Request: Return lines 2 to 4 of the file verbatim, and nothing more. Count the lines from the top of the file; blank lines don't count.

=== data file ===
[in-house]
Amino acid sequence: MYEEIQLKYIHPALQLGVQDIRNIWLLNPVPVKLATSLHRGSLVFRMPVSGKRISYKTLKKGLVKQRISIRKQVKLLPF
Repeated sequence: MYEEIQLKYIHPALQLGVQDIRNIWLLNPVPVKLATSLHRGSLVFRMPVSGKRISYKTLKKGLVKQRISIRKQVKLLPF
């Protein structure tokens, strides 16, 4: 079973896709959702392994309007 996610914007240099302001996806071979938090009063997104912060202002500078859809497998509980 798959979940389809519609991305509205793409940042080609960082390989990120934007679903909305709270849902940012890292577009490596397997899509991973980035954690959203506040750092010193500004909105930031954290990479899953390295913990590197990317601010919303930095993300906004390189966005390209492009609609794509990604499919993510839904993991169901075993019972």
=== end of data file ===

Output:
Amino acid sequence: MYEEIQLKYIHPALQLGVQDIRNIWLLNPVPVKLATSLHRGSLVFRMPVSGKRISYKTLKKGLVKQRISIRKQVKLLPF
Repeated sequence: MYEEIQLKYIHPALQLGVQDIRNIWLLNPVPVKLATSLHRGSLVFRMPVSGKRISYKTLKKGLVKQRISIRKQVKLLPF
């Protein structure tokens, strides 16, 4: 079973896709959702392994309007 996610914007240099302001996806071979938090009063997104912060202002500078859809497998509980 798959979940389809519609991305509205793409940042080609960082390989990120934007679903909305709270849902940012890292577009490596397997899509991973980035954690959203506040750092010193500004909105930031954290990479899953390295913990590197990317601010919303930095993300906004390189966005390209492009609609794509990604499919993510839904993991169901075993019972």